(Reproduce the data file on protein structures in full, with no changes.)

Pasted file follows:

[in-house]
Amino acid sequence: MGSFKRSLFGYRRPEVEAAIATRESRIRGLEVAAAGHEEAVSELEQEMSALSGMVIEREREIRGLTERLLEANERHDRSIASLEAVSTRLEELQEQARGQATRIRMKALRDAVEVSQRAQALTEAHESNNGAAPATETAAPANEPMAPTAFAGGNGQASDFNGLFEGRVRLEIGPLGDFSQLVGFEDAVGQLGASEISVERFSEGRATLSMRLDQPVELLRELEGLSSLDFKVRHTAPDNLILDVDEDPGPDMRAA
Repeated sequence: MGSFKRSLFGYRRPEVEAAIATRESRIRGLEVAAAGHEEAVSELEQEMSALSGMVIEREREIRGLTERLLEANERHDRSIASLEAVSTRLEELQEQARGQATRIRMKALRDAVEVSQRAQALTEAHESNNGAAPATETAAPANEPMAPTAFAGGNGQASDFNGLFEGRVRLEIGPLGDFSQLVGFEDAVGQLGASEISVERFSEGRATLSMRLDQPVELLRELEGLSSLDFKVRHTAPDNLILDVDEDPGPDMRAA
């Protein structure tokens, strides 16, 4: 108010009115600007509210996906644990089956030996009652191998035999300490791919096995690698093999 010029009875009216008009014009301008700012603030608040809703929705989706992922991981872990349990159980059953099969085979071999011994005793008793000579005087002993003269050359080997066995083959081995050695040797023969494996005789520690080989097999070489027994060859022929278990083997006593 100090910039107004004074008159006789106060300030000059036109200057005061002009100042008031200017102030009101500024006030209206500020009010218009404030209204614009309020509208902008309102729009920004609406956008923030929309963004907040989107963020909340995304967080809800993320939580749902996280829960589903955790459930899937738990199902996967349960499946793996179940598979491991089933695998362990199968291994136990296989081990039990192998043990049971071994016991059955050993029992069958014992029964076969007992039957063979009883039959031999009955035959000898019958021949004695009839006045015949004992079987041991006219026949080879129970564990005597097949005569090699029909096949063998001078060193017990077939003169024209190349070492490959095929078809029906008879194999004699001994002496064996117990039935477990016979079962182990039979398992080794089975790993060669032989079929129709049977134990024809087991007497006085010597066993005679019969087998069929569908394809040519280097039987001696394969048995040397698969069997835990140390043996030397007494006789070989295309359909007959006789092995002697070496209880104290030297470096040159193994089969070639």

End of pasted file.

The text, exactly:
[in-house]
Amino acid sequence: MGSFKRSLFGYRRPEVEAAIATRESRIRGLEVAAAGHEEAVSELEQEMSALSGMVIEREREIRGLTERLLEANERHDRSIASLEAVSTRLEELQEQARGQATRIRMKALRDAVEVSQRAQALTEAHESNNGAAPATETAAPANEPMAPTAFAGGNGQASDFNGLFEGRVRLEIGPLGDFSQLVGFEDAVGQLGASEISVERFSEGRATLSMRLDQPVELLRELEGLSSLDFKVRHTAPDNLILDVDEDPGPDMRAA
Repeated sequence: MGSFKRSLFGYRRPEVEAAIATRESRIRGLEVAAAGHEEAVSELEQEMSALSGMVIEREREIRGLTERLLEANERHDRSIASLEAVSTRLEELQEQARGQATRIRMKALRDAVEVSQRAQALTEAHESNNGAAPATETAAPANEPMAPTAFAGGNGQASDFNGLFEGRVRLEIGPLGDFSQLVGFEDAVGQLGASEISVERFSEGRATLSMRLDQPVELLRELEGLSSLDFKVRHTAPDNLILDVDEDPGPDMRAA
């Protein structure tokens, strides 16, 4: 108010009115600007509210996906644990089956030996009652191998035999300490791919096995690698093999 010029009875009216008009014009301008700012603030608040809703929705989706992922991981872990349990159980059953099969085979071999011994005793008793000579005087002993003269050359080997066995083959081995050695040797023969494996005789520690080989097999070489027994060859022929278990083997006593 100090910039107004004074008159006789106060300030000059036109200057005061002009100042008031200017102030009101500024006030209206500020009010218009404030209204614009309020509208902008309102729009920004609406956008923030929309963004907040989107963020909340995304967080809800993320939580749902996280829960589903955790459930899937738990199902996967349960499946793996179940598979491991089933695998362990199968291994136990296989081990039990192998043990049971071994016991059955050993029992069958014992029964076969007992039957063979009883039959031999009955035959000898019958021949004695009839006045015949004992079987041991006219026949080879129970564990005597097949005569090699029909096949063998001078060193017990077939003169024209190349070492490959095929078809029906008879194999004699001994002496064996117990039935477990016979079962182990039979398992080794089975790993060669032989079929129709049977134990024809087991007497006085010597066993005679019969087998069929569908394809040519280097039987001696394969048995040397698969069997835990140390043996030397007494006789070989295309359909007959006789092995002697070496209880104290030297470096040159193994089969070639």